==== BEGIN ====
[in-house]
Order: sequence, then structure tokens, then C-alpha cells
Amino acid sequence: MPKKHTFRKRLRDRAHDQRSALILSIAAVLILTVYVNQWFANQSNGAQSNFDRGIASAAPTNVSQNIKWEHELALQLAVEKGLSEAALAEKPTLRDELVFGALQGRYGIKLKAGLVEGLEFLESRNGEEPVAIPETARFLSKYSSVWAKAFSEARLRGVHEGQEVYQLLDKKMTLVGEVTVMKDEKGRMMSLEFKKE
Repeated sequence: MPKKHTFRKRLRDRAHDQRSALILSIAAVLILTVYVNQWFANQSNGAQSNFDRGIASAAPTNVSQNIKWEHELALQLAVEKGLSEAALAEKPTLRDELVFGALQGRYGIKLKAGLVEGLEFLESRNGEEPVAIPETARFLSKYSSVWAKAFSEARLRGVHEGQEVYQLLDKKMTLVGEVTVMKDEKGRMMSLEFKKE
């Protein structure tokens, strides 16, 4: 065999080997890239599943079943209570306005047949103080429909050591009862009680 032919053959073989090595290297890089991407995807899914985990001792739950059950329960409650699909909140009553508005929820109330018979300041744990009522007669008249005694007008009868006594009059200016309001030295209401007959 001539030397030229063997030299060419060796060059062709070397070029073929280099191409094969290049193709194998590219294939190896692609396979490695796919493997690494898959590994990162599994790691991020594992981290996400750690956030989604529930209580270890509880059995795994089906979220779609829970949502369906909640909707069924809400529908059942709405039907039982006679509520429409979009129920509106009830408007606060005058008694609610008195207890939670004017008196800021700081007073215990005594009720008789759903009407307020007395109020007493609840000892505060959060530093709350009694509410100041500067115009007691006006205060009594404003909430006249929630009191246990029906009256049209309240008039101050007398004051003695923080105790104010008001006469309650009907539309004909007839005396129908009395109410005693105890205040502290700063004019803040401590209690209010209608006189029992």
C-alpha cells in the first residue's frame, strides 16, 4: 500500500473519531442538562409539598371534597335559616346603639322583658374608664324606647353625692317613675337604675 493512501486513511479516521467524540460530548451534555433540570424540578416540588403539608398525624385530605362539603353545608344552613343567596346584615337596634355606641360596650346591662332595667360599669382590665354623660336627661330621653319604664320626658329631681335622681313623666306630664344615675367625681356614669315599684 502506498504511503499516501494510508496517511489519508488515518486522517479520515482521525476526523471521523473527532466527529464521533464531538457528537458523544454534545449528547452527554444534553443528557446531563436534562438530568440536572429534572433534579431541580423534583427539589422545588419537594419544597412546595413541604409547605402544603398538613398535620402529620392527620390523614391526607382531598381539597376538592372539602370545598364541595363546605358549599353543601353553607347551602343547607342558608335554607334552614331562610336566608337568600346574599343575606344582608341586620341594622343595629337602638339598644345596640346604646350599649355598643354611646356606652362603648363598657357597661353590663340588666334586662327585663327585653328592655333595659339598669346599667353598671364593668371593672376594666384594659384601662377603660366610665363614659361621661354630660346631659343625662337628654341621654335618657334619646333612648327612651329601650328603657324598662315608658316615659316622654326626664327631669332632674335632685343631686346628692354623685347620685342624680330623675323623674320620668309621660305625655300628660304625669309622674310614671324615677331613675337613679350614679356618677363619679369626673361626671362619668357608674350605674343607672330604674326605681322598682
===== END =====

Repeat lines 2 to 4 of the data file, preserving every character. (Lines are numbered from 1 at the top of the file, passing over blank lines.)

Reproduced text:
Order: sequence, then structure tokens, then C-alpha cells
Amino acid sequence: MPKKHTFRKRLRDRAHDQRSALILSIAAVLILTVYVNQWFANQSNGAQSNFDRGIASAAPTNVSQNIKWEHELALQLAVEKGLSEAALAEKPTLRDELVFGALQGRYGIKLKAGLVEGLEFLESRNGEEPVAIPETARFLSKYSSVWAKAFSEARLRGVHEGQEVYQLLDKKMTLVGEVTVMKDEKGRMMSLEFKKE
Repeated sequence: MPKKHTFRKRLRDRAHDQRSALILSIAAVLILTVYVNQWFANQSNGAQSNFDRGIASAAPTNVSQNIKWEHELALQLAVEKGLSEAALAEKPTLRDELVFGALQGRYGIKLKAGLVEGLEFLESRNGEEPVAIPETARFLSKYSSVWAKAFSEARLRGVHEGQEVYQLLDKKMTLVGEVTVMKDEKGRMMSLEFKKE